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Longtime listeners of the show may remember that the noble sport of curling was once something of an ongoing joke with us. It got to the point that Carlson from Mad-Gear sent us each a copy of the DS Curling game just so we could further mock what we called “shuffleboard on ice”. Well my friends, I feel ashamed of our former behavior, for I have finally had a chance to experience this godly game. And it has changed my life.
A couple weeks ago, I entered the St. Paul Curling Club for an afternoon lesson and game of curling. The largest and longest-running curling club in the country, this place was amazing, giving off the vibe of a cross between luxury bowling alley and an exclusive country club. The lobby was filled with leather couches, flat-screen televisions and a giant fireplace, all facing the glass wall looking out to the play area. It was quite impressive. I was instructed to pick out a broom and head out to the ice.
Once I had my broom, I put on my clean pair of shoes (very important) and made my way to the ice. The room was a comfortable forty degrees with six playing areas in total. The moment I walked through the door and looked to my left, I knew I was in a happy place.
Now, before we made it out to the ice, we were given a basic overview of the game, its history, and the general rules. The long and short of it is that each team has four players, one of which is the captain. Each team gets eight rocks and each player throws two of them, alternating with the other team. The object is to get your rocks as close to the center of the “house” (the target-looking section) before the end (round) is over. Whichever has the closest stone to the center gets a point; or two points if they have two rocks closest to the center, and so on.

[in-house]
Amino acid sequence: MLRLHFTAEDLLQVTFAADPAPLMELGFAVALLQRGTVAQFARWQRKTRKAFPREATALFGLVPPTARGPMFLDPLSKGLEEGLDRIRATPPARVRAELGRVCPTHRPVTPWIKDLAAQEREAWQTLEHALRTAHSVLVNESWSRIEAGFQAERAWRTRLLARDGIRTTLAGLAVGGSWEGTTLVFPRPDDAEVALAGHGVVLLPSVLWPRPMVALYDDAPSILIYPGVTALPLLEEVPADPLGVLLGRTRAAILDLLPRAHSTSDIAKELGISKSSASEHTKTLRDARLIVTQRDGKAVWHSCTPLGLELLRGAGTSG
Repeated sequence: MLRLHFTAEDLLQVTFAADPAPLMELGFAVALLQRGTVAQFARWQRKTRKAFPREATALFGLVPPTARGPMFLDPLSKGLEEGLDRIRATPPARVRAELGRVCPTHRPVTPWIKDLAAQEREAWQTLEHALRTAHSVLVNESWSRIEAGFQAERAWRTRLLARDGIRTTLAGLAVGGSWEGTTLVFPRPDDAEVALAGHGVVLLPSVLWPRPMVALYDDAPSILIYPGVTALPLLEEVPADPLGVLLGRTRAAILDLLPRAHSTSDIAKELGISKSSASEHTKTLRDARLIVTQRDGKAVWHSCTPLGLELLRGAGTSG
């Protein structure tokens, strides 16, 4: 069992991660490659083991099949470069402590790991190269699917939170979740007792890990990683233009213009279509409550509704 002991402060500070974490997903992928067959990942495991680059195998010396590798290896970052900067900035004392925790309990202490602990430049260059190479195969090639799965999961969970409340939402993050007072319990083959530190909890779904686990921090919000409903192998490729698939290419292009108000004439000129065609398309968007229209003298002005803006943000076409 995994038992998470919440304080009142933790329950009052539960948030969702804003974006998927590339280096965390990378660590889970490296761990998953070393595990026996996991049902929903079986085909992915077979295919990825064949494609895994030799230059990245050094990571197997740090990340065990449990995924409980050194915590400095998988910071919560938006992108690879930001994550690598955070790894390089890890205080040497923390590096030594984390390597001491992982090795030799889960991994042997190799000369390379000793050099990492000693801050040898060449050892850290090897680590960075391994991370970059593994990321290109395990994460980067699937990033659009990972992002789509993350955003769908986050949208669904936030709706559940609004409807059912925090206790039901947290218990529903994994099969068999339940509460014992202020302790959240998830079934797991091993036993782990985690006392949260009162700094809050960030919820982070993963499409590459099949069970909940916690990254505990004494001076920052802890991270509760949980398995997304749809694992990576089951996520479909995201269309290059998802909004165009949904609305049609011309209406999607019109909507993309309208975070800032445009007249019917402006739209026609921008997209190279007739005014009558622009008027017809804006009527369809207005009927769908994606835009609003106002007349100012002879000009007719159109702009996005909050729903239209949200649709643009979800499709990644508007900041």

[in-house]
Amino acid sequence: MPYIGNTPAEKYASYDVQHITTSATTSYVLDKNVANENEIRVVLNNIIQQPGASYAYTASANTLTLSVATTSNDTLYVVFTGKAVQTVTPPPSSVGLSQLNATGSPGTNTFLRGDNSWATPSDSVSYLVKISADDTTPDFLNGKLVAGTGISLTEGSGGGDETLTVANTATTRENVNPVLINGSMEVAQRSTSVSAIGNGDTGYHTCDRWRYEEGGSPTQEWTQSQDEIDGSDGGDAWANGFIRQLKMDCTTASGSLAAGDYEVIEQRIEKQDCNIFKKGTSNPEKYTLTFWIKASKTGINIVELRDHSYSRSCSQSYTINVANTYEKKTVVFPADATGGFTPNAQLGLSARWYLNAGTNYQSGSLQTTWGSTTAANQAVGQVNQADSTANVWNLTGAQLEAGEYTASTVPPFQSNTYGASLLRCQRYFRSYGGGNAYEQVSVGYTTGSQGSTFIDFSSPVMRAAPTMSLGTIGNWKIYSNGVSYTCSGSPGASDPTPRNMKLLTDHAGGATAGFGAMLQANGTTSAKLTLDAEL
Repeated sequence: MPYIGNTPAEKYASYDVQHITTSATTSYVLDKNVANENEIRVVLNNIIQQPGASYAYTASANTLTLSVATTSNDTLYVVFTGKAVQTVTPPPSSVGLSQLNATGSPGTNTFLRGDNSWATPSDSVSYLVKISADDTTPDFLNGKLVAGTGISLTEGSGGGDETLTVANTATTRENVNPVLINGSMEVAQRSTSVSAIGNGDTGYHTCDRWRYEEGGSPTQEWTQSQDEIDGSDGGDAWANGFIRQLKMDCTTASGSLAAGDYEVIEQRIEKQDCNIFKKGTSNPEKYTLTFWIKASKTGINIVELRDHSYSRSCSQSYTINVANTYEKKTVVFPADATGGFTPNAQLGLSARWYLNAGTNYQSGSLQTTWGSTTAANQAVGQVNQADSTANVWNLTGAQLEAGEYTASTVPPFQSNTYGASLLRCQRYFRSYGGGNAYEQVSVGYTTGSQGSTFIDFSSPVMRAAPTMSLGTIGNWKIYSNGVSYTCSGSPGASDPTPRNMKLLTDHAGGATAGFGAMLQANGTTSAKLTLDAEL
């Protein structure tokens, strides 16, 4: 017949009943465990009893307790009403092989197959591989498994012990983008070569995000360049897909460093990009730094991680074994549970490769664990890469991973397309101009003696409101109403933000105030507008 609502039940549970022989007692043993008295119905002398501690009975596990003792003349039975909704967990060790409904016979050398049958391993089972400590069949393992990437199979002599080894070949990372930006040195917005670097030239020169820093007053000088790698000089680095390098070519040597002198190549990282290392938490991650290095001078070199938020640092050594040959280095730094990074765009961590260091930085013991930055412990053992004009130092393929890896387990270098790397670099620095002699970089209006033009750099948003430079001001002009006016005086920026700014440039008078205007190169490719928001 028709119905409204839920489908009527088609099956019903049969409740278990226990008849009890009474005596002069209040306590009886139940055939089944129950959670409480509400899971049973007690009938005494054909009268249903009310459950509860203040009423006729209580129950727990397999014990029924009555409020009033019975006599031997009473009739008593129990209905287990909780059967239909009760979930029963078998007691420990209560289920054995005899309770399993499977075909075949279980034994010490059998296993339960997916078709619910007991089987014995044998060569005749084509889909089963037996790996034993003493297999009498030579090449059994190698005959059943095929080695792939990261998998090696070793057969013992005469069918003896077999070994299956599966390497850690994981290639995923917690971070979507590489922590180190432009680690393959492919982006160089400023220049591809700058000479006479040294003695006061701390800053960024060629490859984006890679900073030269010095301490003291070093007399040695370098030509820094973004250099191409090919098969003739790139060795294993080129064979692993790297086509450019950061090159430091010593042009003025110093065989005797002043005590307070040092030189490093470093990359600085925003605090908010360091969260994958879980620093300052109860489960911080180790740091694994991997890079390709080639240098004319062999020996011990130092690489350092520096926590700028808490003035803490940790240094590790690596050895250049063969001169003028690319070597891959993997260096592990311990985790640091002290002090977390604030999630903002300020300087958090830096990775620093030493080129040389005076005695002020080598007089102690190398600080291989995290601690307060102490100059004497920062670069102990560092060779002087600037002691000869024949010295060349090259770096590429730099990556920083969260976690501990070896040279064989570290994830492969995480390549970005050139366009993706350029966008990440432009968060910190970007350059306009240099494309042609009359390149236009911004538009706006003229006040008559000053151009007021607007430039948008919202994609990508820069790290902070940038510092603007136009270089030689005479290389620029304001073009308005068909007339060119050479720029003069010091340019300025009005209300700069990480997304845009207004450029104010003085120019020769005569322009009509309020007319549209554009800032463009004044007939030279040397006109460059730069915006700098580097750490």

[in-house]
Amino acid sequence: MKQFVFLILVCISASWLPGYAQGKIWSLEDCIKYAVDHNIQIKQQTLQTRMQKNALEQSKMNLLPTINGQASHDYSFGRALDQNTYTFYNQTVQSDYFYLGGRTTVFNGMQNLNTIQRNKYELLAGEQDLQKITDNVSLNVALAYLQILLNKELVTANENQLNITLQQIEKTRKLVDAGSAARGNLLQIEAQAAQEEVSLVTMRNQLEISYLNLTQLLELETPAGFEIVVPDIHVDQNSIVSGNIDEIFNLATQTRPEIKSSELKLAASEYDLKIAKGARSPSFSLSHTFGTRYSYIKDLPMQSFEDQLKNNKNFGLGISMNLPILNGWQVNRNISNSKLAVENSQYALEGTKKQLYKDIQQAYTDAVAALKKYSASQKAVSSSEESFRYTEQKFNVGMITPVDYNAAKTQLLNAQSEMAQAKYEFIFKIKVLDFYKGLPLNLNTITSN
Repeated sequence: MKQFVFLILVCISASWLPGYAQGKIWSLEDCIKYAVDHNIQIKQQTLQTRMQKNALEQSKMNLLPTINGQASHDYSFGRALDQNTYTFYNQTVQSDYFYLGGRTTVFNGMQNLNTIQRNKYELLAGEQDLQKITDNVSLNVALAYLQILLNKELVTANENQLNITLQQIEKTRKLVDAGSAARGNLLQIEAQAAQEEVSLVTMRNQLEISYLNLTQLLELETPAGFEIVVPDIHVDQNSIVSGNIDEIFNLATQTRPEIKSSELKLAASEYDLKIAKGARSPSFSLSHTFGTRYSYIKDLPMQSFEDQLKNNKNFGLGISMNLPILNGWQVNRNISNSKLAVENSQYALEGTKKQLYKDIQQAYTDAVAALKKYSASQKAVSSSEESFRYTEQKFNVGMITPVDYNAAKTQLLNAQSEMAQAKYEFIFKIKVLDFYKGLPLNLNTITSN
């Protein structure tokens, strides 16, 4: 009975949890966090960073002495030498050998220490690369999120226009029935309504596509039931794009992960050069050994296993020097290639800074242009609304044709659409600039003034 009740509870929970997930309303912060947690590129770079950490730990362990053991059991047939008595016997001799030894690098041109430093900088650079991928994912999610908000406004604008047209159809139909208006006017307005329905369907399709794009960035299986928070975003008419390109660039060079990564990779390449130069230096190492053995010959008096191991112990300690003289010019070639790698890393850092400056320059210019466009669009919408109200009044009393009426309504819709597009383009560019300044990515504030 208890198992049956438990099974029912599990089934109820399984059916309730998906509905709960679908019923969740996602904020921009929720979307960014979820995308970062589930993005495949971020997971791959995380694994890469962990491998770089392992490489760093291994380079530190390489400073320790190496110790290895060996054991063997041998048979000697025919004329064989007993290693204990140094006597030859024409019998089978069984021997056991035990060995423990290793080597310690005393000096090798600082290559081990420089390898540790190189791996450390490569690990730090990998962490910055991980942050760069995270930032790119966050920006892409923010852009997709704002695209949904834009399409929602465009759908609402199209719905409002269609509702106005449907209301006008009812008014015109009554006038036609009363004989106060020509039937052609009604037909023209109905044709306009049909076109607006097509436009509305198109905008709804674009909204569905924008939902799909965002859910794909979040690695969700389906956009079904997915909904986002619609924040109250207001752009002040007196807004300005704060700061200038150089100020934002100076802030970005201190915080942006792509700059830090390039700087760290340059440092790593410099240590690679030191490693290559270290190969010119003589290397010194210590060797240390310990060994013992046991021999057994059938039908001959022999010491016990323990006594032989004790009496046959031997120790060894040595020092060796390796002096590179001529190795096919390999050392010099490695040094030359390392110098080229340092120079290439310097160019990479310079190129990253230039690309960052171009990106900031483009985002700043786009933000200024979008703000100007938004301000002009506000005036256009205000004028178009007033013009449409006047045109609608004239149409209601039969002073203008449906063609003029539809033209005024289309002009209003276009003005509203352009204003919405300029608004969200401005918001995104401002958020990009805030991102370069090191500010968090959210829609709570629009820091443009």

Our instructor (pictured above) showed us the basic technique of throwing the rock and sweeping the broom. Now, I always wondered what exactly it was that the broom did; did it slow the rock down or speed it up? The answer is that sweeping speeds up the rock and makes it curl (turn) less. A cool twist to the game is that once the rock passes the center of the house (again: target-looking thing), the opposing team can sweep the ice to make the rock go off the target, thus taking it out of scoring position.
A quick note about the rocks. First of all, these bastards are heavy. Picking one up off the ice takes some effort, though you should never really need to as dropping one could crack the ice. Secondly, apparently these things cost around $800 each! So apparently having your own set of curling rocks isn’t a common thing. As such, the folks who run the curling club are extremely protective of their rocks; and rightly so.
I was the captain of my team, and this was the view from the far end of the playing field. You see, the captain’s job is to stand at the other end and decide the strategy of the game and to direct the sweepers to brush faster, slower, or not at all. Since we were all beginners, I did very little “captaining”, as we were more concerned about our throwing and getting it in the vicinity of the house.
The captain also throws the last two rocks of the end, as s/he’s supposed to be the most skilled player on the team. Again, I was only made captain randomly, and judging by my first throw, I wasn’t going to earn my title. Luckily, someone was on hand to snap a shot of me nearly splitting my pants as my legs went out from under me.
Once I got past that first clumsy throw and played a few ends, I began to get the hang of it, eventually scoring two points for my team. Considering we wound up with three points total, I’d say that was pretty good.
By the end of the afternoon, I was completely sold on this sport. I learned that it involves strategy, precision, grace, and yes, a bit of athletic ability as sweeping that ice can really get your heart rate going. In fact, I enjoyed it so much that I’ve convinced my wife to join a league once our second child is born. Next stop: Sochi 2014!